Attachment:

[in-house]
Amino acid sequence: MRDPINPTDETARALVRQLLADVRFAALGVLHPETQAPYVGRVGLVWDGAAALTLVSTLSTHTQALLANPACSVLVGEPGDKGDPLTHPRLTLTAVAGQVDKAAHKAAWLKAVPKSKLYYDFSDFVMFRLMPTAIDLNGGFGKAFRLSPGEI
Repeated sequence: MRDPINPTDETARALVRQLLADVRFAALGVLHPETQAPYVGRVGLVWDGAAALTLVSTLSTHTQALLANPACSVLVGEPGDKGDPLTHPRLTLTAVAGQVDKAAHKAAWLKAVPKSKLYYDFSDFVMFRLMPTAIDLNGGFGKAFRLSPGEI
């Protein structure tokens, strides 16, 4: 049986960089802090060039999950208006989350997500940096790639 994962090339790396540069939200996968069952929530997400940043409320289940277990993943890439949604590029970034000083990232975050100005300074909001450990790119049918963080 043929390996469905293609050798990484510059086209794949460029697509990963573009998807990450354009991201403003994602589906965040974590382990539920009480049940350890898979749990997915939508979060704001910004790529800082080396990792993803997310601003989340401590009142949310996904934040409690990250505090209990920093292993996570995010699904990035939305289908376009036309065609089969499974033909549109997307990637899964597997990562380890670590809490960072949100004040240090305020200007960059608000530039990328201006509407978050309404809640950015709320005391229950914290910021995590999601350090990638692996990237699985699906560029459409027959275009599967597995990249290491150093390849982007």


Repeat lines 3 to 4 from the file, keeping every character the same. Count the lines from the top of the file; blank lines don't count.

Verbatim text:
Repeated sequence: MRDPINPTDETARALVRQLLADVRFAALGVLHPETQAPYVGRVGLVWDGAAALTLVSTLSTHTQALLANPACSVLVGEPGDKGDPLTHPRLTLTAVAGQVDKAAHKAAWLKAVPKSKLYYDFSDFVMFRLMPTAIDLNGGFGKAFRLSPGEI
């Protein structure tokens, strides 16, 4: 049986960089802090060039999950208006989350997500940096790639 994962090339790396540069939200996968069952929530997400940043409320289940277990993943890439949604590029970034000083990232975050100005300074909001450990790119049918963080 043929390996469905293609050798990484510059086209794949460029697509990963573009998807990450354009991201403003994602589906965040974590382990539920009480049940350890898979749990997915939508979060704001910004790529800082080396990792993803997310601003989340401590009142949310996904934040409690990250505090209990920093292993996570995010699904990035939305289908376009036309065609089969499974033909549109997307990637899964597997990562380890670590809490960072949100004040240090305020200007960059608000530039990328201006509407978050309404809640950015709320005391229950914290910021995590999601350090990638692996990237699985699906560029459409027959275009599967597995990249290491150093390849982007």